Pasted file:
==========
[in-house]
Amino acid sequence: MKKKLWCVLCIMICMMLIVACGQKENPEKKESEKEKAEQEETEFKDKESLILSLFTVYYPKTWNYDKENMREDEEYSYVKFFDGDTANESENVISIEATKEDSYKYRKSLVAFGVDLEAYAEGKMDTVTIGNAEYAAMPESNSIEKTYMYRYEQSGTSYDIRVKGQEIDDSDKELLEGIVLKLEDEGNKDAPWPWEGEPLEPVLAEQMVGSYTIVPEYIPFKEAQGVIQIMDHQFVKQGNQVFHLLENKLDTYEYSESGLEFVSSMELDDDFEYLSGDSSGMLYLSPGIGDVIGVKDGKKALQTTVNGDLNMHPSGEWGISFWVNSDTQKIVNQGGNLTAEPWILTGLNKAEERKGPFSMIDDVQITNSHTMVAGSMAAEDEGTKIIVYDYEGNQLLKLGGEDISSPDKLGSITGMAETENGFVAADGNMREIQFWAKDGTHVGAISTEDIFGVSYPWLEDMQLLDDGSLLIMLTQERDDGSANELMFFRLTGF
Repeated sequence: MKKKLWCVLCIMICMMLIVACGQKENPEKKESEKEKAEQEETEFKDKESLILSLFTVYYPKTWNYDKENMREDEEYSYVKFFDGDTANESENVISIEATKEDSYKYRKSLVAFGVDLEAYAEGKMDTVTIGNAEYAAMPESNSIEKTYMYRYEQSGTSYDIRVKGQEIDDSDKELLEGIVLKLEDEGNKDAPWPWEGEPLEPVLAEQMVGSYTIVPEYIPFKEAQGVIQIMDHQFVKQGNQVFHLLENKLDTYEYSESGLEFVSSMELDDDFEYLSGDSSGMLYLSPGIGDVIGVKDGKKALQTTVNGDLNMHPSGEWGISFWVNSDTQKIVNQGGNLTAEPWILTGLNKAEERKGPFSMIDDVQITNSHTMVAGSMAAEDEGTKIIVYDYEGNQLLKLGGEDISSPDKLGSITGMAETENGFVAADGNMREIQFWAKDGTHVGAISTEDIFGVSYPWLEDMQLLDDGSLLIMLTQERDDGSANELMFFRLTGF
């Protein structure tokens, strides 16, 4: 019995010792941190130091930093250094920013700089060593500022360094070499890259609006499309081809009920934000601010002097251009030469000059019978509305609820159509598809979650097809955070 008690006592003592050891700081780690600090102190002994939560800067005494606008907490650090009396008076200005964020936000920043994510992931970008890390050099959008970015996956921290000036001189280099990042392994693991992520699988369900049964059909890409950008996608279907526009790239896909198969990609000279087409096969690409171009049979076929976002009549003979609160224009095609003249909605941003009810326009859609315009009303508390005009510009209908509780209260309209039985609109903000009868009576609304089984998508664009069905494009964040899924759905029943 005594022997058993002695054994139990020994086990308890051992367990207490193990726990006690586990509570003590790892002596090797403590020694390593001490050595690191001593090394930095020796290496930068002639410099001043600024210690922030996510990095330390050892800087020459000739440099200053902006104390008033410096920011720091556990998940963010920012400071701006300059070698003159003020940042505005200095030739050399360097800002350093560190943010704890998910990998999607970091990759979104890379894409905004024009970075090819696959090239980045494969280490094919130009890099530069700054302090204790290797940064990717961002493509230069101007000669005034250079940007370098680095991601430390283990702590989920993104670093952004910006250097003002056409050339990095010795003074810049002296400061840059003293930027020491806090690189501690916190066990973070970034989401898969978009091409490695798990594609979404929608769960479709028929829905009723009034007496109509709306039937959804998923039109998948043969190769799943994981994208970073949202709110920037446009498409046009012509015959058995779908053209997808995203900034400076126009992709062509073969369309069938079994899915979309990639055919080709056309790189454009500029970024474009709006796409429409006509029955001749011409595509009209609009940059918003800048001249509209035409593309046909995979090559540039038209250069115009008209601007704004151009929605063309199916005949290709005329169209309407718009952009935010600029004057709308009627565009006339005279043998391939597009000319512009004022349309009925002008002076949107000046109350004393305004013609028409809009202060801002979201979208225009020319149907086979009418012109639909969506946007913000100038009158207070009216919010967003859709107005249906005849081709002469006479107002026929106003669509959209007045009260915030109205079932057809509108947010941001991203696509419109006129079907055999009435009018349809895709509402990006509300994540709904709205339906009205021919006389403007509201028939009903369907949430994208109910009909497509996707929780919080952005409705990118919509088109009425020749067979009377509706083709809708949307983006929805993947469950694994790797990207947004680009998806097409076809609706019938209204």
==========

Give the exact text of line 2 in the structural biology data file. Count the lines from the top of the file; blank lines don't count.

Amino acid sequence: MKKKLWCVLCIMICMMLIVACGQKENPEKKESEKEKAEQEETEFKDKESLILSLFTVYYPKTWNYDKENMREDEEYSYVKFFDGDTANESENVISIEATKEDSYKYRKSLVAFGVDLEAYAEGKMDTVTIGNAEYAAMPESNSIEKTYMYRYEQSGTSYDIRVKGQEIDDSDKELLEGIVLKLEDEGNKDAPWPWEGEPLEPVLAEQMVGSYTIVPEYIPFKEAQGVIQIMDHQFVKQGNQVFHLLENKLDTYEYSESGLEFVSSMELDDDFEYLSGDSSGMLYLSPGIGDVIGVKDGKKALQTTVNGDLNMHPSGEWGISFWVNSDTQKIVNQGGNLTAEPWILTGLNKAEERKGPFSMIDDVQITNSHTMVAGSMAAEDEGTKIIVYDYEGNQLLKLGGEDISSPDKLGSITGMAETENGFVAADGNMREIQFWAKDGTHVGAISTEDIFGVSYPWLEDMQLLDDGSLLIMLTQERDDGSANELMFFRLTGF